Dear Miss Lonelyhearts: I had a bad experience on a date last weekend and I need to tell someone about it.
I was thinking I must be bisexual because I was attracted to this girl I met in the Pride Parade.
We had a date the next day, one thing led to another and I wasn’t interested when she kissed me on the mouth.
I think she’s beautiful inside and out and told her that, but when it came down to the nitty-gritty, I failed to respond, at all. I certainly couldn’t French kiss with her. I made stupid excuses to get out of her place and went home.
It was a different kind of walk of shame. I hurt this girl by rejecting her sexuality. I just shook my head after one kiss and apologized awkwardly and said, "This is not for me." Is there anything else I can do? I’d like to be her friend.
— Feeling Like a Loser, Downtown
Dear Loser: This sometimes happens when two people of any sex are out for the first time and, though they’re both attractive, the sexual spark just isn’t there.
The first kiss feels disconnected rather than a physical expression of desire and/or emotion. So what can you do?
Leave it alone. Phoning her to explain you’re just not attracted is going to make things worse. Texting would be even worse.
You must leave it alone, put up with the awkwardness you feel and just let the embarrassment dissipate.
If you need to talk it out, do it with a friend. Don’t call this girl up and make it worse for her.
Dear Miss Lonelyhearts: I tend to talk to people on the bus and I had a great conversation with a man who was going to the university to write an exam.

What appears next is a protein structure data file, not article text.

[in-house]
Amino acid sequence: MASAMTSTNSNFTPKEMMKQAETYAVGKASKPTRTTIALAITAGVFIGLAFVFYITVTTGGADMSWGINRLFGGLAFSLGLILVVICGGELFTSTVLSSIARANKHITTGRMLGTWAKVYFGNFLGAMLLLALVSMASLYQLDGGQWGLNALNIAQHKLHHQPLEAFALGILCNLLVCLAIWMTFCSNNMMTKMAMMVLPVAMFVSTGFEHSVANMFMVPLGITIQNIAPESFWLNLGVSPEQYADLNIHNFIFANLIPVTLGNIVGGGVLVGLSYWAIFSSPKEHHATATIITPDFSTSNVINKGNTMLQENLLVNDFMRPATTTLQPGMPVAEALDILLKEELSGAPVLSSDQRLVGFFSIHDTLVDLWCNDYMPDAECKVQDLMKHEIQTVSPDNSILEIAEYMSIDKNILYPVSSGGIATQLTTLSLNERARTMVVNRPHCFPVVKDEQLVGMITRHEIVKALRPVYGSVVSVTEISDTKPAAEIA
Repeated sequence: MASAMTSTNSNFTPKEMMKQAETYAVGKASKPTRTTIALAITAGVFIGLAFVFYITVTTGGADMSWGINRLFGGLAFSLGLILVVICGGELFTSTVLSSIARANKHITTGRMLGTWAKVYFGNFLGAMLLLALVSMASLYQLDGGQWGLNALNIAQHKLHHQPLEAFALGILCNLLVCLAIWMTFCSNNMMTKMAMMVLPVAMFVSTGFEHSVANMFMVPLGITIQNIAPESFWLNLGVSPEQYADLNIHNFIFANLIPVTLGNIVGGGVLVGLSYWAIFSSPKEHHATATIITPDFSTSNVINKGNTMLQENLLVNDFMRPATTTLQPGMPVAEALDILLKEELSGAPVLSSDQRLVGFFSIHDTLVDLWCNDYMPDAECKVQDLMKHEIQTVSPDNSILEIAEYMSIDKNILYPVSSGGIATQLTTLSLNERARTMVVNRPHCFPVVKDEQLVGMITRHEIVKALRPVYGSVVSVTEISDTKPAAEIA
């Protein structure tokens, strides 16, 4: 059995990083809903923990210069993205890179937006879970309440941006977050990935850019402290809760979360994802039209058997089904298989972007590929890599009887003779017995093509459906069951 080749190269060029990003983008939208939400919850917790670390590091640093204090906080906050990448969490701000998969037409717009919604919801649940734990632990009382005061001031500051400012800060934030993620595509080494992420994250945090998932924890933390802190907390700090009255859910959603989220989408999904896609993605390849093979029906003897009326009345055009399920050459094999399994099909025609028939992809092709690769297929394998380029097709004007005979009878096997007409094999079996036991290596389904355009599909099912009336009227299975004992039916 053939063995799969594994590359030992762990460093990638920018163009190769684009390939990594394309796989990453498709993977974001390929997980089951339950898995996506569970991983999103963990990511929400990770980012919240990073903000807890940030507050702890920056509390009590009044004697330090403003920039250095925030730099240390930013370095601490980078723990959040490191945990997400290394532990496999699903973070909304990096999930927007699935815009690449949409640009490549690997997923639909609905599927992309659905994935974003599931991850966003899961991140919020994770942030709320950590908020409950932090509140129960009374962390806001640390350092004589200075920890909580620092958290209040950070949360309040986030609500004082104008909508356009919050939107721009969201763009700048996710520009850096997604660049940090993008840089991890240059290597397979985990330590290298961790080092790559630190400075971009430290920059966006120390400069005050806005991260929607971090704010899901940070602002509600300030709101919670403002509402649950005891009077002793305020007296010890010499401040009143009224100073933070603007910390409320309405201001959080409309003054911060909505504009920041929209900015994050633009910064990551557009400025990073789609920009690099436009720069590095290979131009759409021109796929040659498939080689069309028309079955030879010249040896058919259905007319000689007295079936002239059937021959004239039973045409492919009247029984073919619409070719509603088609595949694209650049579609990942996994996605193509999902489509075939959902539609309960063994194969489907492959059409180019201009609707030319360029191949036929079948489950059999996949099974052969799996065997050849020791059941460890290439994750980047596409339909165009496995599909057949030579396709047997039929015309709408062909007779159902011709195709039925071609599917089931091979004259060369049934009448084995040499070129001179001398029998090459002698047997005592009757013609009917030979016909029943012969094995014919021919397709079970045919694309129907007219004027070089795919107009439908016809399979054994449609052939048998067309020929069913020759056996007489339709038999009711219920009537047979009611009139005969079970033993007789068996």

He was so nervous he was afraid he’d forget everything he studied. I talked him down to earth and he thanked me profusely as he left the bus.
Two days later, I saw him on the bus again and I waved and smiled and even gestured for him to come sit down with me. He smiled, ignored me and kept on standing. I could tell he recognized me. Wouldn’t you think he’d come over and tell me about the exam? I just don’t get it.
— Helpful Bus Person, University of Manitoba
Dear Helpful: That’s all he took it as — help when he needed it. It wasn’t about give and take or a friendship after he left the bus. He needed advice and you gave it to him as a stranger.
To him, you’re still a stranger. Sometimes when people are all wound up and they reach out to a stranger and tell them something private, they feel like a weirdo later. He may not have wanted to come and bother you by bending your ear a second time.
Or, maybe he thought you felt sorry for him. You’d think your gesture would have let him know he was welcome. Maybe he was just thinking about himself again and didn’t want to be friendly.
I’m sorry he did that to you. It wasn’t "friendly Winnipeg" behaviour.
Please send your questions and comments to firstname.lastname@example.org or Miss Lonelyhearts c/o the Winnipeg Free Press, 1355 Mountain Ave. Winnipeg, MB, R2X 3B6.
Each year, the Free Press publishes more than 1,000 letters to Miss Lonelyhearts and her responses to the life and relationship questions that come her way.
Updated on Thursday, June 14, 2018 at 12:20 PM CDT: minor edits